Interestingly, at my alma mater, someone did notice this inconsistency awhile back. So, despite the fact that the vast majority of the faculty teaching Freshman Composition hold graduate degrees in literature, these same faculty were told that they were not allowed to incorporate literature in their composition classes! That’s correct: no fiction allowed! Banning fiction, to faculty who adore fiction more than life itself, felt like a rule of law only an evil empire would enact, dystopian at worst, paradoxical at best.
The reason for this paradox is that someone at the top looked down from afar and said, “Gee, the vast majority of these students don’t need more practice interpreting imaginary works, they need to learn how to manage real information, so we’ll just ban all fiction from the composition classroom: problem solved.” In order to enforce this rule, administrators policed syllabi, searching for any hint of violation. In fact, sneaking in a Kafka short story or two, could get you a negative mark on your annual review and that might be enough for a new faculty to be out of a job. Kafka would have loved the irony in that!
Prohibiting faculty to teach what they have specialized in—telling experts in literature not to teach with literature— is similar to telling a software engineer that, if you want to teach engineering, go ahead, have fun! But under no circumstance are you are allowed to discuss coding. Now, carry on!
And what about the students? It reminds me of the myth of the Little Dutch Boy. Someone walking by sees this kid there and with his thumb plugging up the leak and they say to the kid—don’t worry, we are going to send help! And they do. Soon a whole class of kids arrives and they are all told to use their thumbs to help plug up the holes in the dike. Then, all the passersby just carry on because, can’t you see, obviously, the problem has been solved.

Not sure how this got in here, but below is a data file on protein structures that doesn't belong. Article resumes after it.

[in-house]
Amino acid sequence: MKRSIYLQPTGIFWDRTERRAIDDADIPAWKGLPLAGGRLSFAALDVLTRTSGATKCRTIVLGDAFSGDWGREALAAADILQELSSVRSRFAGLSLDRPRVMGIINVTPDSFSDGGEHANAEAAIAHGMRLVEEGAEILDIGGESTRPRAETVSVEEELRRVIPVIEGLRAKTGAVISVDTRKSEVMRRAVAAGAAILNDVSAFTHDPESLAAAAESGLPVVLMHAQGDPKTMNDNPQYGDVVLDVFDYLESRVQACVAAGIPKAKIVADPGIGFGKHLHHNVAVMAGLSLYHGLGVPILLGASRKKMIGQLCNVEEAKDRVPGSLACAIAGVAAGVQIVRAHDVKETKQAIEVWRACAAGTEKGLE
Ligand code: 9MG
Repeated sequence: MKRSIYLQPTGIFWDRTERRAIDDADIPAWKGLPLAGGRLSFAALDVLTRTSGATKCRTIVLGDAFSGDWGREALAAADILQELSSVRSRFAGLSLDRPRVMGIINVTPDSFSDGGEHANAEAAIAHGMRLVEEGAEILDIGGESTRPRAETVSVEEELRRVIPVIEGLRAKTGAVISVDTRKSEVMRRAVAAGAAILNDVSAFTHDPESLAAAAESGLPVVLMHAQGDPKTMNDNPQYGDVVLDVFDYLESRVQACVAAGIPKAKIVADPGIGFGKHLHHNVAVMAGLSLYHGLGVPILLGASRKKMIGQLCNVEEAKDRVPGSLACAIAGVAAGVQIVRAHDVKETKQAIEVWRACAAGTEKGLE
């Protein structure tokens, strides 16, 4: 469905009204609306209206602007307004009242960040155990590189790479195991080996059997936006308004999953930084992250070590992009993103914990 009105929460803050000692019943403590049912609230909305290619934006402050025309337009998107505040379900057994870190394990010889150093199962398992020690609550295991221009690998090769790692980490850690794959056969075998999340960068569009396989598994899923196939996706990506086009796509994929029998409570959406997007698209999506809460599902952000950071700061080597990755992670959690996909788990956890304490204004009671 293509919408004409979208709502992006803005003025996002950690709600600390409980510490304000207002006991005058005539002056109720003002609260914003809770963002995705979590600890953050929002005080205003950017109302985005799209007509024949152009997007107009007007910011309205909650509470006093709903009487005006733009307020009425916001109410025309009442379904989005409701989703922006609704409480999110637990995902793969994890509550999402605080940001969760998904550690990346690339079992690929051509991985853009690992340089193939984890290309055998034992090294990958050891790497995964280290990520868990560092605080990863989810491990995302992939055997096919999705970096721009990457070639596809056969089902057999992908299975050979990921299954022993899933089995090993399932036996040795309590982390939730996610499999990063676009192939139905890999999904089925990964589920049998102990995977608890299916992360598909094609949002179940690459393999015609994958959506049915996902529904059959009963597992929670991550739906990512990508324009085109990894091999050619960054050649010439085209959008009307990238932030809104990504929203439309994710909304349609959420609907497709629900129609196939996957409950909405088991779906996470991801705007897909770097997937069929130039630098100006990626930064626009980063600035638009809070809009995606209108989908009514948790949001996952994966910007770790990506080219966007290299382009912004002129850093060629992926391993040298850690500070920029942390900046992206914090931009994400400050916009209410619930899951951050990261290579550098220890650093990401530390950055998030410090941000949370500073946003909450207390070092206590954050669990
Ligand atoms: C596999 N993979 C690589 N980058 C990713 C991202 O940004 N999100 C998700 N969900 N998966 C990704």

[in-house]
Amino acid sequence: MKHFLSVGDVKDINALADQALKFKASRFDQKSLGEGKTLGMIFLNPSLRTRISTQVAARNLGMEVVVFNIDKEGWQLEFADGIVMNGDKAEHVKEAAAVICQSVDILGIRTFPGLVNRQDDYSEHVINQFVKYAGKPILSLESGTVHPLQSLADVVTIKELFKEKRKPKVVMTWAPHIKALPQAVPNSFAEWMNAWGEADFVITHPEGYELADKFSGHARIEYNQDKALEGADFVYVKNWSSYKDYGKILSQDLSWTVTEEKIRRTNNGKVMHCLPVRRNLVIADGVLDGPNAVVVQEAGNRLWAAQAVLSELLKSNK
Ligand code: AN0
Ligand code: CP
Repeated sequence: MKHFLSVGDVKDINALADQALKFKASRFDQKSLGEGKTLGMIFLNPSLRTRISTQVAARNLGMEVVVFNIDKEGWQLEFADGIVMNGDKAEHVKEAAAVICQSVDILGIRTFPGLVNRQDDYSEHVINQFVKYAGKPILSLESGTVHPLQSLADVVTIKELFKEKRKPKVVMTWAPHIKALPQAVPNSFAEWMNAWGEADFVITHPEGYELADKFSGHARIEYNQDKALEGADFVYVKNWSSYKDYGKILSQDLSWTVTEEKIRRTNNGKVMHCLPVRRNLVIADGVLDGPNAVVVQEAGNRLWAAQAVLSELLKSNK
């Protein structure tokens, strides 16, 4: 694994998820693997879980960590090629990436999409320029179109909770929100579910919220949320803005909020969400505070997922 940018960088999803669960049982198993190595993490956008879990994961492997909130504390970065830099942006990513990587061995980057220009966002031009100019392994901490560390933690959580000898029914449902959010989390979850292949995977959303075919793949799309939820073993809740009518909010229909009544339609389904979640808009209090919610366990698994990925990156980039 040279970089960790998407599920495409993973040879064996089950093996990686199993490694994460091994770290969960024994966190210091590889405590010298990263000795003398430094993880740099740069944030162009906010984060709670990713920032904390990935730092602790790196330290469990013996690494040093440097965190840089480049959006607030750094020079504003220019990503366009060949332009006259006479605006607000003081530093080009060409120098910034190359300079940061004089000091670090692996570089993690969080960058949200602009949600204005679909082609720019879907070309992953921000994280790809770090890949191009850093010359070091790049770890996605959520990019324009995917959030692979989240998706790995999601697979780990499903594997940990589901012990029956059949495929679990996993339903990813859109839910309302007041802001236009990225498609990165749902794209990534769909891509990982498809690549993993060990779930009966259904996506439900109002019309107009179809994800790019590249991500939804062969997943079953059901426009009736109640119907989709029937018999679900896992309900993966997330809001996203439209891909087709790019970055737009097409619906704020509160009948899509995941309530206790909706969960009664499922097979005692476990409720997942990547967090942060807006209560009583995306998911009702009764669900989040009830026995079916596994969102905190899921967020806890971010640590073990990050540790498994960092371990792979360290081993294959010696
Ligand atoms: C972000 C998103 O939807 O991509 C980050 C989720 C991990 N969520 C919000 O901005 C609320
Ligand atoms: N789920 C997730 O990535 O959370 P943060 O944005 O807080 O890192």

Systemic Problem 4. The infrastructure improvements have not been addressed and this really matters to these kids because if you are facing the uphill climb of college without writing proficiency, at some point, maybe not immediately, maybe you can hold back the torrent for awhile, but at some point, without help— without someone fixing that infrastructure that is supposed to protect you, support you—then you and all your fellow classmates who are in the same situation are going to find yourself drowning. And we cannot ignore this problem when less than half of our incoming freshman failing to reach graduation within five years.
In most universities, the only course that every student (except those who opted for AP English in high school), must take—is freshman composition. This is the one course wholly dedicated to teaching writing, supposedly. However, the Phd-pedigreed, tenure-track English department professors avoid these composition classes like the Norovirus.
This makes sense when you look at the system and the fact that these professors have literature degrees—not writing degrees. So these courses—the one writing course that every college graduate must complete—are taught by graduate students and adjunct faculty. Although salary has nothing to do with talent, work ethic, or effective pedagogy in academia—it is true that adjuncts tend to be the lowest paid faculty, with the highest level of job insecurity and yet these are the individuals bequeathed with tackling the job of teaching one of the skills most valued by industry. And by the way, this is not an easy, kick-back job. I would argue that teaching writing under these circumstances qualifies as one of the most labor intensive, difficult jobs on the campus.